Navigating the boom in energy exporting, Algiers also aspires to increase its diplomatic power. As mentioned, tensions with neighboring Morocco are still a problem, however. For instance, the latter was recently forced to cancel its participation in the soccer African Nations Championship (CHAN) because Algeria has closed its airspace to all Moroccan flights – borders in turn have been closed since 1994. In October 2021, I wrote that a large part of the international community at that time did not find this conflict to be a hard-pressing issue but this should change, as the situation escalates, with economic impacts in Europe. The current conflict in Ukraine might end up contributing to placing the Moroccan-Algerian dispute into the spotlight.

French President Emmanuel Macron in an interview with LePointed said he does not believe in the possibility of a war erupting between the two neighbors; however some experts believe that this is a real risk.

According to the World Bank forecast for 2023, due to Algerian inflation, Moroccan economic growth will be much higher than Algeria’s one – while Egypt remains the fastest growing economy in North Africa. In an increasingly geopoliticized world, the two Maghreb countries’ economic and territory dispute might also translate into political consequences abroad.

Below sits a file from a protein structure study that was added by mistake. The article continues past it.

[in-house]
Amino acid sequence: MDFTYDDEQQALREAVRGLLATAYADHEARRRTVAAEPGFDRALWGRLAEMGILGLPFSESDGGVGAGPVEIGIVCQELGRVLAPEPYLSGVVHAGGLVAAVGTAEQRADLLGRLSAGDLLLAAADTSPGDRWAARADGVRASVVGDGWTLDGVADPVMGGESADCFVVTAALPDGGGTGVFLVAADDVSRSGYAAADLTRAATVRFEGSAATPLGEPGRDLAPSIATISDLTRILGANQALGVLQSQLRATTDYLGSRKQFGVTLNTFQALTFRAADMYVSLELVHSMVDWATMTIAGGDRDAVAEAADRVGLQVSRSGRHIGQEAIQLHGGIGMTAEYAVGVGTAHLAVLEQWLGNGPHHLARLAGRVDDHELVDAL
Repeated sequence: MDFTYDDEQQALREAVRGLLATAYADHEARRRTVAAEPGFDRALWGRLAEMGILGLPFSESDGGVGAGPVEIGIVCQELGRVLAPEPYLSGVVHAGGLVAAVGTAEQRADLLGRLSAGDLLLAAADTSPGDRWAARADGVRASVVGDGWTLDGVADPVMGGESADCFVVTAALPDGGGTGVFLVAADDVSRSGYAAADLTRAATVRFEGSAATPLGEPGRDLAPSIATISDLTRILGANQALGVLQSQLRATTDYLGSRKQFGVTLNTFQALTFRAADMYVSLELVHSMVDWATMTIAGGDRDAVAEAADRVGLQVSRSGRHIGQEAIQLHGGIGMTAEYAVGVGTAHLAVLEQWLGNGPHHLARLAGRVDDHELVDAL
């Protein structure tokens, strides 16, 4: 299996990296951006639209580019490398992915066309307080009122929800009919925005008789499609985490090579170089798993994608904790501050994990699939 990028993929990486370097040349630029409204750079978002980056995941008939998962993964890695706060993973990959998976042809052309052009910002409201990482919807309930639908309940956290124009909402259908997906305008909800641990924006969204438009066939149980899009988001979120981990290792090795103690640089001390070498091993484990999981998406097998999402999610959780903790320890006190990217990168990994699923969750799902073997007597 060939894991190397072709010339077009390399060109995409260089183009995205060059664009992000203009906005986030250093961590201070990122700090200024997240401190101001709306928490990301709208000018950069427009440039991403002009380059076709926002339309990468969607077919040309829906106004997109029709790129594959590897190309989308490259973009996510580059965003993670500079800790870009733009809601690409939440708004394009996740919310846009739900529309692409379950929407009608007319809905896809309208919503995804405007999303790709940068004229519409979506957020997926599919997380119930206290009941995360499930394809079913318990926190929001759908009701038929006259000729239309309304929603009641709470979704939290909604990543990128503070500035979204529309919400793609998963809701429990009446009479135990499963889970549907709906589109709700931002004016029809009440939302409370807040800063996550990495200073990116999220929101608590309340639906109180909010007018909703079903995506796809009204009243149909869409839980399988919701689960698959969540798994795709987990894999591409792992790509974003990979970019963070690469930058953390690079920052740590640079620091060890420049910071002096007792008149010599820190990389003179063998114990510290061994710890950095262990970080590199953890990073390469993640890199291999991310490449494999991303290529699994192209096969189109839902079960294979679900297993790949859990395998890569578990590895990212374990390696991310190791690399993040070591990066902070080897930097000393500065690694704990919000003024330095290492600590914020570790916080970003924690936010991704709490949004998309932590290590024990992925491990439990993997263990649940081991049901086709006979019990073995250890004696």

One should keep in mind that Washington has been working with its European allies to find further non-Russian liquified natural gas (LNG) supplies from Africa and other regions, and the US has asked North African countries to increase gas production to supply Europe, while pressuring traditional Russian partners to distance themselves from Moscow. Once again, one can see how, in today’s world, it is becoming hard and harder  to insulate industries from geopolitical disputes. Algeria has strong links with Russia, and even Morrocos (traditionally a Western ally), seeks to maintain “positive neutrality” with regards to Moscow.

In any case, both Morocco and Algeria compete for European markets and also for diplomatic influence. Algeria aspires to become Europe’s main exporter of green hydrogen, while Morocco so far has taken a lead in this sector.

The hard fact, though, is that the North African region at the moment cannot solve Europe’s energy problems. European plans, as well as their North African partners’ ones, often get entangled in local political conflicts. For instance, the Nigeria-Morocco pipeline is planned to have its drop-off point in the disputed Western Sahara area. Former US President Donald Trump’s own recognition of Morocco’s claim over the region, which is controlled by the Algerian-backed Polisario Front, was  a kind of “quid pro quo” after the Moroccan authorities in Rabat normalized the country’s relations with Israel. This American diplomatic decision however greatly increased tensions in the region, with potential bad outcomes for Europe, as the specter of a war over Western Sahara still haunts both continents.

In any case, to sum it up, it would not be too realistic to expect a very robust energy supply from North African pipelines, and Europe’s economic, industrial and energy crisis remains deadlocked.